There are lots of ways that people can improve their community. Two of the most common are volunteering and giving donations. The National Public Radio station in Austin frequently airs public service announcements from organizations that are recruiting people to volunteer their time for a good cause. In addition, a few times yearly, that same NPR station holds fund-raising drives to raise money for its operations.
For organizations that rely on people’s time and money, it is important to understand the factors that affect whether people will be willing to give of their time or their resources.
An interesting set of studies in the April, 2010 issue of Personality and Social Psychology Bulletin by Sanford DeVoe and Jeffrey Pfeffer looked at an influence of people’s work life on whether they will volunteer their time. These researchers were interested in whether having to fill out time sheets to bill your time to clients would affect whether you would then be willing to give your time as a volunteer. The paper reported both observational and experimental studies that addressed this question.
In an observational study, the researchers contacted recent law school graduates right after graduation. Lawyers are a good test population, because they typically have to bill their time to clients in 6-minute increments. In this study, the respondents filled out surveys both right after graduation and also 5-months later after they had been working. About 2/3 of the respondents were in jobs where they had to bill their time. In both surveys, participants rated how willing they would be to volunteer their time. In addition, in the second survey participants rated whether they would prefer to paint some rooms in their own house or to pay someone else to do it and whether they would prefer to give their time or their money to a favorite charity.
In this study, there was no difference in respondents’ ratings of willingness to volunteer time at the start of the study, regardless of whether they went off to jobs where they did or did not have to bill their time. After 5 months, though, those who had to bill their time rated themselves as less likely to volunteer their time and more likely to give money than time to charities than those people who did not have to bill their time. It could be that billing your time just makes you less willing to use your time for everything. That does not seem to be the case, though, because respondents who billed their time were actually slightly less likely than those who do not bill their time to want to pay someone to paint rooms of their house rather than do it themselves.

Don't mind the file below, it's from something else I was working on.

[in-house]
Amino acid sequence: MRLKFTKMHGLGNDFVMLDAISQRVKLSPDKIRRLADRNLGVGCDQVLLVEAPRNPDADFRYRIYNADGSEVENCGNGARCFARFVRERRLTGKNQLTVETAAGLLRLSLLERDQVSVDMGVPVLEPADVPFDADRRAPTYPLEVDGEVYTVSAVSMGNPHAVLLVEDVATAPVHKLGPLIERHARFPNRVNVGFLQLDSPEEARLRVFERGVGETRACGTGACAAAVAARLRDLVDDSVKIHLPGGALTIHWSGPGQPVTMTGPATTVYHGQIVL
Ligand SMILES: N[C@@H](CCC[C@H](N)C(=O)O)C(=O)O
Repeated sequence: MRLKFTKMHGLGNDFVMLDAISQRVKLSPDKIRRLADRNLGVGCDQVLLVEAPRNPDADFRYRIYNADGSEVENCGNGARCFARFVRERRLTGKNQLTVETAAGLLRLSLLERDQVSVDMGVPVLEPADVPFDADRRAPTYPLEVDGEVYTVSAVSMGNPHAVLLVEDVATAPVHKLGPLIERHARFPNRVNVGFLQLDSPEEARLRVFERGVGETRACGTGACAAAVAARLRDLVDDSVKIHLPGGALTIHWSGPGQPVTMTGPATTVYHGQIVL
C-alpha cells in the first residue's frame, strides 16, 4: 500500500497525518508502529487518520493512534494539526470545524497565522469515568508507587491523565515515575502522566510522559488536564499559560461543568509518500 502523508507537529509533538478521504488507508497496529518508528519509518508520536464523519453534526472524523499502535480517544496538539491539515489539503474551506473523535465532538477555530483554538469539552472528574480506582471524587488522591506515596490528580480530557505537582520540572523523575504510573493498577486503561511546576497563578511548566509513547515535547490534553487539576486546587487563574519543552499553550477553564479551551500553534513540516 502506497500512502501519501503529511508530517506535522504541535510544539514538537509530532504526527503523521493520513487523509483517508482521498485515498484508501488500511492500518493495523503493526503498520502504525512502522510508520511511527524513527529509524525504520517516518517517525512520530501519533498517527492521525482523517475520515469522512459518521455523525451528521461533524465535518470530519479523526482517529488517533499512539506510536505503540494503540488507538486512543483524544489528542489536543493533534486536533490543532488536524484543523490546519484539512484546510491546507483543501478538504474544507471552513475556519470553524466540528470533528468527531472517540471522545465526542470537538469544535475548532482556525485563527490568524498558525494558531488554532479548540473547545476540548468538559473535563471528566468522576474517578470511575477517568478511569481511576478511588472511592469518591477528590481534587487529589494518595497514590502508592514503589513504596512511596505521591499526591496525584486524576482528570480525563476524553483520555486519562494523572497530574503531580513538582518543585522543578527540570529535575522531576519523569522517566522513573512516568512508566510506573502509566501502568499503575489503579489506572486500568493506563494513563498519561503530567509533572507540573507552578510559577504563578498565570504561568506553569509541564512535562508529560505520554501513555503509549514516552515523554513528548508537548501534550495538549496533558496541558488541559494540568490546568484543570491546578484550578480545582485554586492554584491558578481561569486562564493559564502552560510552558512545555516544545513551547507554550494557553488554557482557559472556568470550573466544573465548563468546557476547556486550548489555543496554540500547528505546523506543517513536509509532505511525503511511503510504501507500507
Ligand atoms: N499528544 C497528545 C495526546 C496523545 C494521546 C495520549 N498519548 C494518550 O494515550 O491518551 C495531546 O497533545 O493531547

In four additional experiments, the researchers looked at this effect in a laboratory setting. The studies started by having participants play the role of consultants and had them make a number of business personnel decisions. In this task, the personnel decisions were being made for different groups within a fictitious company, and some participants were asked to fill out a time sheet to bill their time to these various groups. The other participants did not bill their time.
After doing this task, people were given a volunteer opportunity. Across studies, participants had the chance to help a campus group stuff envelopes for a mailing, write letters to sick children, or answer questions on a website that would ultimately donate funds to feed the hungry. People who had to bill their time in the task were much less likely to volunteer than were those who did not have to bill their time. Measures taken in these studies suggested that it was not that people did not find the volunteer task rewarding, they simply chose not to participate in it. Obviously, the effects of tracking your time in a laboratory experiment are likely to be short-lived, but for people (like lawyers) who have to do this regularly for years, thinking about time as money may become a habit.
These studies demonstrate the unintended ways that one aspect of your life can influence another. Businesses do not make their employees fill out detailed time sheets because they want them to treat all of their time as a commodity. Yet, it seems as though people get trapped into this mode of thinking.
An interesting question for the future is whether becoming aware of the relationship between billing your time and volunteering can affect your behavior. That is, we could inform lawyers who bill their time that they have probably become less likely to volunteer their time just because of the way they keep track of their time for clients. Would that information make those lawyers more likely to volunteer in the future?